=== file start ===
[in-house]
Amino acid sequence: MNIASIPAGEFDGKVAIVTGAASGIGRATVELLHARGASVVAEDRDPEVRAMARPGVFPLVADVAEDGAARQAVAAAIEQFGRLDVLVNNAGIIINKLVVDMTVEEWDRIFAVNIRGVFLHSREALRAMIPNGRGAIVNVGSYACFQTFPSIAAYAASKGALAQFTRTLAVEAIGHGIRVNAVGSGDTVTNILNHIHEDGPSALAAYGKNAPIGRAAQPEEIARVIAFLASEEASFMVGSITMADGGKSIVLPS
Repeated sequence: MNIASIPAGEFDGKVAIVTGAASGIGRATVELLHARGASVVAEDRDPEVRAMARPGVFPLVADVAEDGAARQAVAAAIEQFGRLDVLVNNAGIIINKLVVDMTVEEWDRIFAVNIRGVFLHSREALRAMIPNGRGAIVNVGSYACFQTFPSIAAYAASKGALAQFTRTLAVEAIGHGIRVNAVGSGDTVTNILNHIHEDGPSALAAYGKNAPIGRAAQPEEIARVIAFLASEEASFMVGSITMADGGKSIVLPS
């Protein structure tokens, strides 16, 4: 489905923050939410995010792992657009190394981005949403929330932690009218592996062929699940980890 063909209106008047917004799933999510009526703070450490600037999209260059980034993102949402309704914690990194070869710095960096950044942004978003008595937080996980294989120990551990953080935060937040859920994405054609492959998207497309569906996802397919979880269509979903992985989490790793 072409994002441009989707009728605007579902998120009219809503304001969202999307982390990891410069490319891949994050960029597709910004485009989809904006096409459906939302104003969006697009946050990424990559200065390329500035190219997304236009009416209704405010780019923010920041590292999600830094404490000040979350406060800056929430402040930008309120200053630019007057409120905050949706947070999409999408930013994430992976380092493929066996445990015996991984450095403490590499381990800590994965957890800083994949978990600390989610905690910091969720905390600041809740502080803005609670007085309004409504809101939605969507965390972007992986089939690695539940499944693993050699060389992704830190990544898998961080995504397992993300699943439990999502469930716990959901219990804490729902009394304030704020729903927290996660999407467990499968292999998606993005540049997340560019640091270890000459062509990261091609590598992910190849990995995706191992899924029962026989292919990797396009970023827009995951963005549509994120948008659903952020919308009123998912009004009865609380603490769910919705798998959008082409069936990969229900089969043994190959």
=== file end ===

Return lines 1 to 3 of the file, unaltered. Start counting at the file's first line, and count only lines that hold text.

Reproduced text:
[in-house]
Amino acid sequence: MNIASIPAGEFDGKVAIVTGAASGIGRATVELLHARGASVVAEDRDPEVRAMARPGVFPLVADVAEDGAARQAVAAAIEQFGRLDVLVNNAGIIINKLVVDMTVEEWDRIFAVNIRGVFLHSREALRAMIPNGRGAIVNVGSYACFQTFPSIAAYAASKGALAQFTRTLAVEAIGHGIRVNAVGSGDTVTNILNHIHEDGPSALAAYGKNAPIGRAAQPEEIARVIAFLASEEASFMVGSITMADGGKSIVLPS
Repeated sequence: MNIASIPAGEFDGKVAIVTGAASGIGRATVELLHARGASVVAEDRDPEVRAMARPGVFPLVADVAEDGAARQAVAAAIEQFGRLDVLVNNAGIIINKLVVDMTVEEWDRIFAVNIRGVFLHSREALRAMIPNGRGAIVNVGSYACFQTFPSIAAYAASKGALAQFTRTLAVEAIGHGIRVNAVGSGDTVTNILNHIHEDGPSALAAYGKNAPIGRAAQPEEIARVIAFLASEEASFMVGSITMADGGKSIVLPS